Make your good deed count for more
Want to have the most impact with your donations or your time? Pick a cause and stick with it.
(Money Magazine) -- Makeup entrepreneur Bobbi Brown wasn't looking for another charity to support when she was invited to a breakfast for Dress for Success, a group that provides professional clothing for disadvantaged women so they can go on job interviews.
She went because she figured it would be early and quick enough "not to take a chunk out of my day." Then she heard DFS founder Nancy Lublin speak about how she'd started the charity with the $5,000 her great-grandfather Poppy Max had left her.
"She said she wanted to do something to make him proud," Brown remembers. "Well, I had a Papa Max too."
An hour later Brown left the venue inspired. She started offering makeovers for women who were getting outfitted by DFS. And recently, as a way to mark her 50th birthday, she ran the group's 10th-anniversary gala and set a goal of raising $1 million.
She beat her number.
Now, raising a million bucks is a crazy tall order. But the lesson Brown's experience teaches is one that anyone can apply: There's a huge difference between having a bunch of charities you support because your friends volunteer there or your company encourages you and having a cause that feels like home.
"When you spread your time and your dollars all over the place," says Brown, "you don't really get to see what those dollars mean. When you're focused, you see that the things you're doing make a huge difference in people's lives - and that makes all the difference in the world."
Now if you're like me the problem is that there are a lot of groups and causes that pull a string or two. With me they include heart disease, Parkinson's, financial literacy and my alma mater. How can I be sure I'm making the right choice before I commit?
I went in search of experts to help me, and you, figure this out. Here's their advice.
Take the inward journey
"Becoming a thoughtful philanthropist is very much about introspection," says Ellen Barclay, president of a network of local grantmaker associations. "Think about what it is that you really care about."
That may get you down to two or three causes. Then use the Web to put your finger on organizations that serve those needs. Start by checking out the information at guidestar.org and charitynavigator.org.
By looking over financial reports and descriptions of charities' activities, you can narrow your list down to maybe half a dozen or so that you'd like to investigate further. Then hit those groups' Web sites for more information.
There are more than a million charities in this country. Whatever your interest, chances are you can find a group already existing that serves that purpose.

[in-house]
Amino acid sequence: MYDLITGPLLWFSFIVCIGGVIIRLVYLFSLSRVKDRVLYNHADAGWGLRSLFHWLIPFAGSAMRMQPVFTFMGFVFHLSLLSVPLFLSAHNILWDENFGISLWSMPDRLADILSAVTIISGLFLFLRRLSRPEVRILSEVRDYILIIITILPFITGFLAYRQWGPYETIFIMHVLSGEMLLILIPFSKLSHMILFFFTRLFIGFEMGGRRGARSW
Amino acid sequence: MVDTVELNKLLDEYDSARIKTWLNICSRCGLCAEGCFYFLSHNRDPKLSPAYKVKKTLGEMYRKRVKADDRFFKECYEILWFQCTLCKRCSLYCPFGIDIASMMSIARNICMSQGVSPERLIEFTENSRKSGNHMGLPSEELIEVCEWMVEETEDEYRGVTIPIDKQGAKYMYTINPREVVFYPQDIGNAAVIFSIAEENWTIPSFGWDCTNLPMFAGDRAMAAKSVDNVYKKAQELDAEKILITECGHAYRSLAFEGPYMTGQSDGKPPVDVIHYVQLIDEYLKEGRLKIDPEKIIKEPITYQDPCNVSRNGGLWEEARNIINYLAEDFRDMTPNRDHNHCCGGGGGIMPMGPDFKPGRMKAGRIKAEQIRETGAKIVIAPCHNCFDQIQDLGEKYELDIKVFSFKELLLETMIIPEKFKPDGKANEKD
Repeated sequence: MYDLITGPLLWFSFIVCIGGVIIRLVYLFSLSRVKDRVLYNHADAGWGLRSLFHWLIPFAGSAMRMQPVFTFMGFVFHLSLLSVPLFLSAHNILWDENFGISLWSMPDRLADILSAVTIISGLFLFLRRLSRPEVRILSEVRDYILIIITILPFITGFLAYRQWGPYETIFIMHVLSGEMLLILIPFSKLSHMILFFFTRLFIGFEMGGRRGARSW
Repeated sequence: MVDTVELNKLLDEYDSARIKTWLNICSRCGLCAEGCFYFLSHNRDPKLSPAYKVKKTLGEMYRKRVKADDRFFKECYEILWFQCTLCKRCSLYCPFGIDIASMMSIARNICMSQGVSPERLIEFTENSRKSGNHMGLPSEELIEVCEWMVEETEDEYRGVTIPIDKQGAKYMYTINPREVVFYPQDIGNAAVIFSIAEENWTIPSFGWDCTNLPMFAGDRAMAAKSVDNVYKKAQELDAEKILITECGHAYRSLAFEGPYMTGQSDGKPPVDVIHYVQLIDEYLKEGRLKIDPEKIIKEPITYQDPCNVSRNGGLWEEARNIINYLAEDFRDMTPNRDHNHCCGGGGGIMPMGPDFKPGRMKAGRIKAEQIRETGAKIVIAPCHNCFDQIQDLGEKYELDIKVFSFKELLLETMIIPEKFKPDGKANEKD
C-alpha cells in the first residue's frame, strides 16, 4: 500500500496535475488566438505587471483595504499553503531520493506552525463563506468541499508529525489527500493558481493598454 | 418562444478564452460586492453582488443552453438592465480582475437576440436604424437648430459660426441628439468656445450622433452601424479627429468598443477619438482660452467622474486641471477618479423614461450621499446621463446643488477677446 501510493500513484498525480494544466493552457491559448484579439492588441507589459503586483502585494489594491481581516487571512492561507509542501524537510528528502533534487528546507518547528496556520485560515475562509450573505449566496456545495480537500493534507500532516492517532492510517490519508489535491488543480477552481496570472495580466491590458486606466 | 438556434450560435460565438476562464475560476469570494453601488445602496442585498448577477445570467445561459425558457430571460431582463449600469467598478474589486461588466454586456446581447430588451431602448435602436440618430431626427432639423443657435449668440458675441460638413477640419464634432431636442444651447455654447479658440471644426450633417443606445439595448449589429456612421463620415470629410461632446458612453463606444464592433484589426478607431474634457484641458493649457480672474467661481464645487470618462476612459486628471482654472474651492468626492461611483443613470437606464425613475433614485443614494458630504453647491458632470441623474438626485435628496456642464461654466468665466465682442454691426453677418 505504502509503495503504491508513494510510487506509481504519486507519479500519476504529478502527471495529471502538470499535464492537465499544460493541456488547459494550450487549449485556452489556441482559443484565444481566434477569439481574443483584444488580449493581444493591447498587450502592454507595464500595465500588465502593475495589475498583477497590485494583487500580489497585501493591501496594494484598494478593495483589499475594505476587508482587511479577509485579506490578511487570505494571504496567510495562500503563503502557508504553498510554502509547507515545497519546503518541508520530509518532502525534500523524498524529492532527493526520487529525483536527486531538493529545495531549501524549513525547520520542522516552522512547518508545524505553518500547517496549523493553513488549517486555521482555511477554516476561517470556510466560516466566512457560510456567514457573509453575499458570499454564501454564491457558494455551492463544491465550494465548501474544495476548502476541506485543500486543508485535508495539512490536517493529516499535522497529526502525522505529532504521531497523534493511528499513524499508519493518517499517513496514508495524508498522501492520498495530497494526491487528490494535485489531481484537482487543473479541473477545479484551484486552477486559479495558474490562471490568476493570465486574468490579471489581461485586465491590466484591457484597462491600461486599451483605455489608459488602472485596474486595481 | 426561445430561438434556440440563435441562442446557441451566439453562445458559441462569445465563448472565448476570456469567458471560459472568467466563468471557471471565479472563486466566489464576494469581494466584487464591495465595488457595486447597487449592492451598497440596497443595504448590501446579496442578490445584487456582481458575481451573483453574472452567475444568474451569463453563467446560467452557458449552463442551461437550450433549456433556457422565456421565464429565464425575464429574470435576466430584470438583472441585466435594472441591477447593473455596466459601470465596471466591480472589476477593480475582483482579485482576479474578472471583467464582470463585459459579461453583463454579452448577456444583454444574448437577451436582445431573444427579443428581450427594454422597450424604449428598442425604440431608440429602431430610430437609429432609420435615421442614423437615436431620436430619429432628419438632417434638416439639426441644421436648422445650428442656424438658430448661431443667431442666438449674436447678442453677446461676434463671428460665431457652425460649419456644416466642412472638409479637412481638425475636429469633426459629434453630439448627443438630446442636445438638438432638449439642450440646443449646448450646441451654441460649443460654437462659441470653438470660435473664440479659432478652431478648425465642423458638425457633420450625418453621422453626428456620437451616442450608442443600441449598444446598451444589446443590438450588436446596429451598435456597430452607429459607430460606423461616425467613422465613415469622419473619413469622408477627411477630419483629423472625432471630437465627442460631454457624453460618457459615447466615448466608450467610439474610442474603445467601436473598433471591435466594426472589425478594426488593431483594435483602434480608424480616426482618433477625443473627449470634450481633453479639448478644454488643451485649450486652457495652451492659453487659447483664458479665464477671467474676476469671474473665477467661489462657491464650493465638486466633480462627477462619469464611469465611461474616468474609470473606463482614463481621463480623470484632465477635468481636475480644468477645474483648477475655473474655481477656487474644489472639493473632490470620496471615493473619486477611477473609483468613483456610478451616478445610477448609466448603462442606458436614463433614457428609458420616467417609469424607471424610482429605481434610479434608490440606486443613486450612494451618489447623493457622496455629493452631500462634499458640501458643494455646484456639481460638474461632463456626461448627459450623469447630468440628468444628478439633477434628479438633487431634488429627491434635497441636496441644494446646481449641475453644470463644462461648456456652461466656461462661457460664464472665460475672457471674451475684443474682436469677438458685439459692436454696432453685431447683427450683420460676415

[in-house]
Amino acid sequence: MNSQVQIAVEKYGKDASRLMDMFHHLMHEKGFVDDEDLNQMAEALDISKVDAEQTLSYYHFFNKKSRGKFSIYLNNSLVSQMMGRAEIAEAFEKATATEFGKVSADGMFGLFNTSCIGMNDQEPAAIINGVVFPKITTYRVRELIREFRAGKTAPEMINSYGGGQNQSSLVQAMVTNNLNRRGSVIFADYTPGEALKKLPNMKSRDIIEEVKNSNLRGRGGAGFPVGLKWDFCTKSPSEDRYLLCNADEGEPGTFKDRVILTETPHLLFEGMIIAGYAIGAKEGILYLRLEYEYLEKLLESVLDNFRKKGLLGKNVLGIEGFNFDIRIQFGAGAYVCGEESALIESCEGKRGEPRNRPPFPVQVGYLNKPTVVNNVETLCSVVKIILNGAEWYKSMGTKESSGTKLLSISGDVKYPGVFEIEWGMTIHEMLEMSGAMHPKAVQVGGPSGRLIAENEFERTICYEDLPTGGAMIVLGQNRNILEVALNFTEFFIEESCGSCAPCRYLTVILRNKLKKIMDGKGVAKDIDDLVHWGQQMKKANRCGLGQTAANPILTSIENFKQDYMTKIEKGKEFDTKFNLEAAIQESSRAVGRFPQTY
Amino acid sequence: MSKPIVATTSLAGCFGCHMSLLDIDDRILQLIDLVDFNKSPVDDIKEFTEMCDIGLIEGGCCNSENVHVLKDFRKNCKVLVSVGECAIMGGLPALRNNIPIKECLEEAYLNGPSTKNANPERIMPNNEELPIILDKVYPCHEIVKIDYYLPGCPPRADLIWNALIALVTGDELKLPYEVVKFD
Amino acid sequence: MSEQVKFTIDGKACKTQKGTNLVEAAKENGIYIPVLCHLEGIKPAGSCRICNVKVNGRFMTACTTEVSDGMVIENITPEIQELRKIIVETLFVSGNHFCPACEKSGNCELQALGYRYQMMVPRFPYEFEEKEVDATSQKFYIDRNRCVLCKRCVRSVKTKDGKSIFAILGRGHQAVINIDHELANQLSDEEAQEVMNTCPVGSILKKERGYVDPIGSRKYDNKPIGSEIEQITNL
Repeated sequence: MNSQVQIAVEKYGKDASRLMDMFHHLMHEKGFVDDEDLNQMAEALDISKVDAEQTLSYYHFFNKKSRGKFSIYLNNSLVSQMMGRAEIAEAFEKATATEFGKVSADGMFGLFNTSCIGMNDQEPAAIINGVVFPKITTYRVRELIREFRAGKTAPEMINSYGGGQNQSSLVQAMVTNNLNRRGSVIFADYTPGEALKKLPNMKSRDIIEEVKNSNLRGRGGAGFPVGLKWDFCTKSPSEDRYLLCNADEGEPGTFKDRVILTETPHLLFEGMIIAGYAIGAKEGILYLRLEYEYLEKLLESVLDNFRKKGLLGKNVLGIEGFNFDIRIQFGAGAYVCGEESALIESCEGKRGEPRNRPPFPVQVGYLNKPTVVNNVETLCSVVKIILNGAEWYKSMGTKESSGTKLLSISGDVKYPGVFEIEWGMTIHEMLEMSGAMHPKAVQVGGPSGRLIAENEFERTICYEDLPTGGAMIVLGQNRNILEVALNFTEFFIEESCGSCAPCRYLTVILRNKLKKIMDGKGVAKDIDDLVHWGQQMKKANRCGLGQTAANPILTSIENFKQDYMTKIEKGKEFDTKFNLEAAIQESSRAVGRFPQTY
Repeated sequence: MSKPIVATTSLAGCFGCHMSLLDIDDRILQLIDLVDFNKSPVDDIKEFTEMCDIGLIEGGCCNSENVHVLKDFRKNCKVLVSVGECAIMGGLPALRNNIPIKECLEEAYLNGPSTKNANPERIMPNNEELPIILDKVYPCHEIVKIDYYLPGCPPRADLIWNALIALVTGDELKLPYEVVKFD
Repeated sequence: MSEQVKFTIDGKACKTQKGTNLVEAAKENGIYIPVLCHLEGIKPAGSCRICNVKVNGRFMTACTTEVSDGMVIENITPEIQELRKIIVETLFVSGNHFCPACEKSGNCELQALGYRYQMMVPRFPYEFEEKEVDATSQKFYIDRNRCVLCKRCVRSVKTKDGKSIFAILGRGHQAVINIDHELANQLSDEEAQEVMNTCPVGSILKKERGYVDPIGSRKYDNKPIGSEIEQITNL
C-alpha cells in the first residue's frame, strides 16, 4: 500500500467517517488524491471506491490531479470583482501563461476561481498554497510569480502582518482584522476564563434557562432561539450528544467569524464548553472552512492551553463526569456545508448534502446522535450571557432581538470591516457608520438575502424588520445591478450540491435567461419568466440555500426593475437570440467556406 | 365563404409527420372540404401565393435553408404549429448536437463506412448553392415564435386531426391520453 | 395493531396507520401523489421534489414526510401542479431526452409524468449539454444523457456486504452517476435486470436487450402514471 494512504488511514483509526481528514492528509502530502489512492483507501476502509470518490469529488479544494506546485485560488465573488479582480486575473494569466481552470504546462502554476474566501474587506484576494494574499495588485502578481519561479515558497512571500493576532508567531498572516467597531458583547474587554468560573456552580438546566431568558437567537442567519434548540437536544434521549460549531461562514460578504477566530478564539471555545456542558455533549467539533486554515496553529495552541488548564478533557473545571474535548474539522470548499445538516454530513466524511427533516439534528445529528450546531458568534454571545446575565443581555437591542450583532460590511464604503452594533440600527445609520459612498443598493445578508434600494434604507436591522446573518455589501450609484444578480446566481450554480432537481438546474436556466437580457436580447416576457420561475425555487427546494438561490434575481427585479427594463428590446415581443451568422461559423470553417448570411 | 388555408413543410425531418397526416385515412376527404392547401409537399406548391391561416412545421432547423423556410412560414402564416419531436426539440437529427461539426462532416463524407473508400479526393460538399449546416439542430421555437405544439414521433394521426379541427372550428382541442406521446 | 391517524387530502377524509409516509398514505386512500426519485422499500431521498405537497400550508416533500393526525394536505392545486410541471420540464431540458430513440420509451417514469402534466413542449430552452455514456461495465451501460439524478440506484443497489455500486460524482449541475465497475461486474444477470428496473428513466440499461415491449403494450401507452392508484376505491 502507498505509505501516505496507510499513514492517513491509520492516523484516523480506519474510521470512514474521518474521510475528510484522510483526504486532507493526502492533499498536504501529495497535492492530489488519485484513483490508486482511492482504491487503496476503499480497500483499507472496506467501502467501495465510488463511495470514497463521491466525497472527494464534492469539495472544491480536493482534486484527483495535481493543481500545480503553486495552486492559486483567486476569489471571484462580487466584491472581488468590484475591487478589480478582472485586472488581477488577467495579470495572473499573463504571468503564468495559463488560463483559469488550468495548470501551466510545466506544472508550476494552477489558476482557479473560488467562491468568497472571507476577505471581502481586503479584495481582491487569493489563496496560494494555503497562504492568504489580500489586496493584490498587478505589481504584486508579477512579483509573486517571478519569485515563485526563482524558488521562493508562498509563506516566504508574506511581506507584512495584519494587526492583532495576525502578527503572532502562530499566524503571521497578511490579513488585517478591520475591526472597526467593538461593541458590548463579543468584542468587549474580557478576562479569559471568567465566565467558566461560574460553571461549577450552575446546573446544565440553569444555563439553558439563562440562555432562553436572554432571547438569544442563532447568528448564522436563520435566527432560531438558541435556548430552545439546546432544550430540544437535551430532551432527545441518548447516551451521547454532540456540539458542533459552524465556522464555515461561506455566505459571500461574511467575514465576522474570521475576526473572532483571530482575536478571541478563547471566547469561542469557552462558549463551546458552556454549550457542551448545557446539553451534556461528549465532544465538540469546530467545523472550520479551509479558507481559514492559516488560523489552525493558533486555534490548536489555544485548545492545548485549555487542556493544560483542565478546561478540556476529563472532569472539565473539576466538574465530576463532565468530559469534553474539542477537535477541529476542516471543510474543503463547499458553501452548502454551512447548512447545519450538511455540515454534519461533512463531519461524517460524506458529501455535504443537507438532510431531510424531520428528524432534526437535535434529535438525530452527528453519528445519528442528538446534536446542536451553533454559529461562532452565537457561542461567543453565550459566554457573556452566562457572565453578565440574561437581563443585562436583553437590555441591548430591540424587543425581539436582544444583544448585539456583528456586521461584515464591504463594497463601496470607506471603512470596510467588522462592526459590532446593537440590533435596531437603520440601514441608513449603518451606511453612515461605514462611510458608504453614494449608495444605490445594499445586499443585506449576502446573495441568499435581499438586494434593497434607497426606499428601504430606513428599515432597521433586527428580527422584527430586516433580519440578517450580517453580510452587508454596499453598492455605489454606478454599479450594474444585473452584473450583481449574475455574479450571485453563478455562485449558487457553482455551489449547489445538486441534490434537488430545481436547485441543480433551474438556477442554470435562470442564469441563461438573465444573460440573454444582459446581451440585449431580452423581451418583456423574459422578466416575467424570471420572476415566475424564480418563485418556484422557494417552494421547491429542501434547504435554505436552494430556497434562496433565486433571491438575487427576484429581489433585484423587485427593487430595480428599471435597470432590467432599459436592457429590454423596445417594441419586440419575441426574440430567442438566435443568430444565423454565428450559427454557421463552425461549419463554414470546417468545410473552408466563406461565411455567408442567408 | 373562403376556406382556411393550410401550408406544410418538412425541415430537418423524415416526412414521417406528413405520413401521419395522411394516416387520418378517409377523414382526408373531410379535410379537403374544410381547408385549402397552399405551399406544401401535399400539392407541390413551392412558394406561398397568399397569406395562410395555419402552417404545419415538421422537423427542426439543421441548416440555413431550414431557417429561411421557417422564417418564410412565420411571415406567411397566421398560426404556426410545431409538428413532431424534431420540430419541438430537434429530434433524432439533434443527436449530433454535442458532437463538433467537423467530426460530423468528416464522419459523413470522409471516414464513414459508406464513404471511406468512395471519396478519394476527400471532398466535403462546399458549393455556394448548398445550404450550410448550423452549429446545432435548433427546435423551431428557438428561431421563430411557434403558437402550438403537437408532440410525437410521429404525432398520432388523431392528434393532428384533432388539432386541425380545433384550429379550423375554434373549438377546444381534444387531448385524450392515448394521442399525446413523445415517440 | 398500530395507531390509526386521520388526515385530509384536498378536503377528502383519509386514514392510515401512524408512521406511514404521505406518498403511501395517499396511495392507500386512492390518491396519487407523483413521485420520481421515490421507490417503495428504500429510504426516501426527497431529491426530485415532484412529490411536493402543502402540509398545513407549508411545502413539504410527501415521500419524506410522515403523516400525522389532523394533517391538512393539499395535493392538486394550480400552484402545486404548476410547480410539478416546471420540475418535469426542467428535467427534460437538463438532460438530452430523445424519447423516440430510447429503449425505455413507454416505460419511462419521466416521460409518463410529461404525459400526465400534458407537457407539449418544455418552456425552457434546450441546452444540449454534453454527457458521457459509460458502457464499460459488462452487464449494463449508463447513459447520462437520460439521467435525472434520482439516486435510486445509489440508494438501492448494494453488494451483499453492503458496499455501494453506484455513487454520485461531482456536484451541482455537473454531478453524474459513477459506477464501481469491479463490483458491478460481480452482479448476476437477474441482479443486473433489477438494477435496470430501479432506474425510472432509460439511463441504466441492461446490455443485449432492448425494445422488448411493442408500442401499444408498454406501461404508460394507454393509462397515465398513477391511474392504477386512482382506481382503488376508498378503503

Ask, Who needs me?
To winnow your list further, reverse the question. How much does the organization or cause need your time or money? In general being a bigger fish in a smaller pond means you'll have more impact.
You don't have to make all of your charitable contributions to a single group, though one should get the lion's share. And before you become active, meet with the charity's volunteer coordinators to see what they'd like to get out of you.
If they seem uninterested, that tells you all you need to know.
Consider what will make you happy
Stop and think about the payoff from your involvement and how much of it you'll see. Is most of the charity's budget going toward researching a solution to a big problem, meaning results might be years or decades away? Can you really sustain your commitment in that case?
"I'm all about immediate gratification," Brown acknowledges. "Dress for Success was a perfect match for me because I could instantly see an improvement when a woman put on lipstick or a scarf."
"Too many people settle for a charity that 'kind of' does what they 'kind of' like," says Trent Stamp, president of Charity Navigator. Settling can be a waste of time for both you and the organization. "The highest turnover rate in all the nonprofit world is that of volunteers," Stamp explains.
Nonprofit organizations can be supremely dysfunctional, so if you're going to make a commitment of any serious time or money, the group's mission has got to be in sync with your interests. Otherwise the hassles that come with volunteerism will snuff out your zeal.
Do it with friends
I'm of the belief that anything you do with other people - preferably people you like and respect - has a greater chance of success than something you do alone. That's why I have running partners. I know I won't give in to my laziness or desire for another cup of coffee when a friend is waiting on the street corner.
If you're that sort of person, you may want to think about joining - or forming - a "giving circle" with friends or work associates who have an interest in the same cause you do. Besides making you feel accountable to other people, a giving circle lets you be a part of a group that can have much greater impact than you could on your own.
And, of course, charities pay more attention to donors when they know there is more money that could come in.
Finally, once you've hit upon something that is meaningful to you, set some benchmarks. "We all need yardsticks of measurement and goals to measure against," says Jason Willett, spokesman for VolunteerMatch.org, a Web site that links individuals willing to donate their time with charities that need them.
Once you've decided where you want to get involved, figure out what you want to do and how long you want to give yourself to accomplish it. Brown's million-dollar triumph was more meaningful because she gave herself a hurdle and then leaped over it.
But you certainly don't have to set that size goal to get going. Make it meaningful to you - and the organization - and everybody wins in the end.